One of the strangest places that I have visited is Karlovy Vary in the Czech Republic. This town’s therapeutic mineral springs attracted the rich and famous- its visitor’s book reads like a roll call of honour for the great people of their times like Goethe, Mozart, and Chopin.
We walked through a handsome boulevard in the centre of the town, where pastel Art Deco and Nouveau buildings festooned with shapely balconies, (many of them converted in to designer shops and hotels) competed for attention on both sides of the river.
|The Grand Hotel Pupp|
Our wedding cake- like Grand Hotel Pupp felt like the sets of a period drama- a Baroque excess with glittering chandeliers and red velvet panelling that has starred in several movies like Casino Royale and the Last Holiday.
There are pavilions and colonnades that dot this spa town. The Mill Colonnade is a long outdoor walkway built like a classical Greek temple with graceful columns
Small kiosks sell the special Karlovy Vary cups which look like miniature watering cans to drink the special water from the springs- the porcelain cups have a straw built in to the handle.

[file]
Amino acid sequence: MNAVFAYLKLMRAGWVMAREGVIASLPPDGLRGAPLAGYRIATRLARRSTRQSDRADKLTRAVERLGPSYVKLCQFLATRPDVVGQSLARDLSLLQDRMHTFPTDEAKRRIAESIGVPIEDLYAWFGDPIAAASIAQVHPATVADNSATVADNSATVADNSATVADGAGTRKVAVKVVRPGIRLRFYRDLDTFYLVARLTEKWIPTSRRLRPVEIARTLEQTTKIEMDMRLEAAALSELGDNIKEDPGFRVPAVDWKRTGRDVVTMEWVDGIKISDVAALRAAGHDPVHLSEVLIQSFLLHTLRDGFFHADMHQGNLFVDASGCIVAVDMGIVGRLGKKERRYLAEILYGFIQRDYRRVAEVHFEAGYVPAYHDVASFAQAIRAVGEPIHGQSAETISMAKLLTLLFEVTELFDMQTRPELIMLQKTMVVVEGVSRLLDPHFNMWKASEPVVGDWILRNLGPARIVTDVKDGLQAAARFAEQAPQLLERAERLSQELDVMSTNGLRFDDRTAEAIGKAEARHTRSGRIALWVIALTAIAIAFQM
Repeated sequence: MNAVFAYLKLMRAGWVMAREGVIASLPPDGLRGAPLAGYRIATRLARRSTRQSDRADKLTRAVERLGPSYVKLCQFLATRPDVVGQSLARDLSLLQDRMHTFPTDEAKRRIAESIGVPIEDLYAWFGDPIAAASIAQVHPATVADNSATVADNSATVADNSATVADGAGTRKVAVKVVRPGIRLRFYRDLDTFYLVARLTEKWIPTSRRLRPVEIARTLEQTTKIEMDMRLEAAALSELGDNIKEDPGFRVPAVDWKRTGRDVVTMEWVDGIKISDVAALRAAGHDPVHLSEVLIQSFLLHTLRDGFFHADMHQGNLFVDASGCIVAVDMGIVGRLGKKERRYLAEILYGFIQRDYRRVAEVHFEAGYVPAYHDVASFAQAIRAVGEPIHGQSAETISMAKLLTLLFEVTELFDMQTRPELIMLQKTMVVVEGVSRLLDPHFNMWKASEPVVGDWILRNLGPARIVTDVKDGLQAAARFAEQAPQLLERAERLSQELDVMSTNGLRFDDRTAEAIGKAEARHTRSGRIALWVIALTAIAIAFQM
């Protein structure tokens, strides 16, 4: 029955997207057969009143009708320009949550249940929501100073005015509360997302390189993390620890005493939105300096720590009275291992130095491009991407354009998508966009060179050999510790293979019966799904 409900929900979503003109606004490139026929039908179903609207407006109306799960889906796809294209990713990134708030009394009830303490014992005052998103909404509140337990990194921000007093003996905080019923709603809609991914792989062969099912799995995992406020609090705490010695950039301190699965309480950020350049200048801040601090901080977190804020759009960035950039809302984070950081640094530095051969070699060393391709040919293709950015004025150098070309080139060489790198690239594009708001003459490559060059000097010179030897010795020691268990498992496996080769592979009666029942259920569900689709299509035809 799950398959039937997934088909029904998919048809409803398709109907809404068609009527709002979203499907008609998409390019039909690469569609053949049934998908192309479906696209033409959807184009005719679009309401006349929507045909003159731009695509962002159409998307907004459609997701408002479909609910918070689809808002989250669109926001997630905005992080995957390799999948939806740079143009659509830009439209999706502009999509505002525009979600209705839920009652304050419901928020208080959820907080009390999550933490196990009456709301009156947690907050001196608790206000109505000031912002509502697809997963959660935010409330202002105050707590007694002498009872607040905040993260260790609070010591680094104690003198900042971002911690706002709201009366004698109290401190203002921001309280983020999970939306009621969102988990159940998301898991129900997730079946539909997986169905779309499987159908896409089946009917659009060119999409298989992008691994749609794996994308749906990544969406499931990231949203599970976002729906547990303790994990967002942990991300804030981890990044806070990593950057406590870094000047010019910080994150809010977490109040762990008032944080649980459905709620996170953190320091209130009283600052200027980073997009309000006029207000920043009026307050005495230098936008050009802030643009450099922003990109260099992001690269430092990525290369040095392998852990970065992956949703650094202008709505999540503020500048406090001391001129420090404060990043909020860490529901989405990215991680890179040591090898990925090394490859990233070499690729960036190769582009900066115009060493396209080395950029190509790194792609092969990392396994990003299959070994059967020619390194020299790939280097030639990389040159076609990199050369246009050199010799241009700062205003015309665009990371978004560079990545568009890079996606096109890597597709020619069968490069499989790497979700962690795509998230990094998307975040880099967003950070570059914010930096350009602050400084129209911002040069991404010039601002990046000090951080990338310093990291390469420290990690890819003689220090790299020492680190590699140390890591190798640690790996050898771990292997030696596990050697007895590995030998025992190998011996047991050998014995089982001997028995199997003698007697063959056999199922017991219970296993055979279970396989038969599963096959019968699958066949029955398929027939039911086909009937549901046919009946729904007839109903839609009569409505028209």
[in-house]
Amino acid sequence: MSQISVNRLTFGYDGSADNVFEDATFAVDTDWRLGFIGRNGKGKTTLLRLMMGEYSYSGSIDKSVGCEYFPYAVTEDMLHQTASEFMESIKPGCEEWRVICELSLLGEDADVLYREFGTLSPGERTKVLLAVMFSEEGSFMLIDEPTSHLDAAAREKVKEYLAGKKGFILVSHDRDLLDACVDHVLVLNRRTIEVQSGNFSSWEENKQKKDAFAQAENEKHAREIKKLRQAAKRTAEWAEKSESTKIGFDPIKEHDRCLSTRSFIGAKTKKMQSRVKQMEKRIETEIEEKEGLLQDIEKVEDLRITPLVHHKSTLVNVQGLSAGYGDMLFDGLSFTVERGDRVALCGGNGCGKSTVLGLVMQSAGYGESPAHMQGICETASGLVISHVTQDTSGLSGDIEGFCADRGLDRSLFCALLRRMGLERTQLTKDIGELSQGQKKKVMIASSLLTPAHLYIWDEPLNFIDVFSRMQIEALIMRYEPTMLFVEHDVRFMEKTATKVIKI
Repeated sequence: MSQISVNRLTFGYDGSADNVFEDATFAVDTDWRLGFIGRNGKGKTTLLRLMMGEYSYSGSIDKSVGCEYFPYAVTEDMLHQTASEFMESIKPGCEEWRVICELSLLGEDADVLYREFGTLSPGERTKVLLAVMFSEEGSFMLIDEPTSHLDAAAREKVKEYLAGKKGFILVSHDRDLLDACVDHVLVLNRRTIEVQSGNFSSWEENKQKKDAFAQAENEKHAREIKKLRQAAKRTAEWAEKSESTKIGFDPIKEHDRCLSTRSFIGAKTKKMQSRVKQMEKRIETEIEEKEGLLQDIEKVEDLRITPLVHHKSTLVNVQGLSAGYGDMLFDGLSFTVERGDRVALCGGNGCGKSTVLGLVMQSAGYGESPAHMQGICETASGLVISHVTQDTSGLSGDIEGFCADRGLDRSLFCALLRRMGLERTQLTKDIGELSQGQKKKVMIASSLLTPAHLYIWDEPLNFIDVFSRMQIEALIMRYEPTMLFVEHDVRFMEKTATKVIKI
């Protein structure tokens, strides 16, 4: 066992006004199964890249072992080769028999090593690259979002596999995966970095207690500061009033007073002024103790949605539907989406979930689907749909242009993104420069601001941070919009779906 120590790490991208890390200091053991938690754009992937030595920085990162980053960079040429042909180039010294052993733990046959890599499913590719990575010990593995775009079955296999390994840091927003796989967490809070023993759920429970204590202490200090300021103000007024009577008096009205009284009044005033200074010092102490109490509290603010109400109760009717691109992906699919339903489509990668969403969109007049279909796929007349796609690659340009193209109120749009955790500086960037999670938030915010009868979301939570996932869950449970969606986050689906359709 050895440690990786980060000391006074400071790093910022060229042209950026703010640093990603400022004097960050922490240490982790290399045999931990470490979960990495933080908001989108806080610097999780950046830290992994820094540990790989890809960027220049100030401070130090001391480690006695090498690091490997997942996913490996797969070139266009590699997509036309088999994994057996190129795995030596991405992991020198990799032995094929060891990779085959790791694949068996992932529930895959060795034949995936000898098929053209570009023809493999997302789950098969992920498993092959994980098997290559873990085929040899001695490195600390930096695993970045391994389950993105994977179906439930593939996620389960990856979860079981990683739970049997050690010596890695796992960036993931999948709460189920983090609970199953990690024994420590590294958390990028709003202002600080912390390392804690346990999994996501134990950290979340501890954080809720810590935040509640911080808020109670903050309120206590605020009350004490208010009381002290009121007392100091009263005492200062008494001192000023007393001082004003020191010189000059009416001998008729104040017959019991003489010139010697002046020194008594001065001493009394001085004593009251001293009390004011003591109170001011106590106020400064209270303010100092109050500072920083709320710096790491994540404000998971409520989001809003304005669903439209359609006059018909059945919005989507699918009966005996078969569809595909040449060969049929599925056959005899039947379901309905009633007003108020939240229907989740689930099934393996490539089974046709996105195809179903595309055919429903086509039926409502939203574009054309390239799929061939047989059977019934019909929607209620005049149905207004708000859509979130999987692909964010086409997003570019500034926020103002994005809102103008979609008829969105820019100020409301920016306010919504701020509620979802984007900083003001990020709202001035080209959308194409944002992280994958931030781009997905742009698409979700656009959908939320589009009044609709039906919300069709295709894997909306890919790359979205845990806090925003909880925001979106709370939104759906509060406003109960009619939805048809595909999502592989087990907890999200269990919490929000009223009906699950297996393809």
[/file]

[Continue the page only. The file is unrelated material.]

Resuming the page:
|The typical cup for drinking the water|
|The taps with the spring water- the board tells you the temperature of the water.|
Elderly people walk around clutching a stylish cup, filling it at the fountains and sipping on it in between their spa treatment appointments.
There is the giant geyser called the Sprudel which is the hottest spring here, belching scalding hot water and steam, 49 feet into the air at 72* centigrade enclosed in a giant glass building.
There are three things that are sold almost everywhere: the first is the ultra- thin wafers in different flavours called Oplatky which are meant to be nibbled on between sipping on the spring waters.
The other is the famous Czech drink Becherovka also referred to as the ‘thirteenth spring’ which was invented by a pharmacist in 1807 and whose recipe is still shrouded in secrecy.
The third thing is the famous lead-free Bohemian crystal which was first made here by Ludvic Moser in 1857. Visiting the Moser factory on the outskirts of the town, we were treated to a display of glass blowing. Every famous person owns a Moser glass...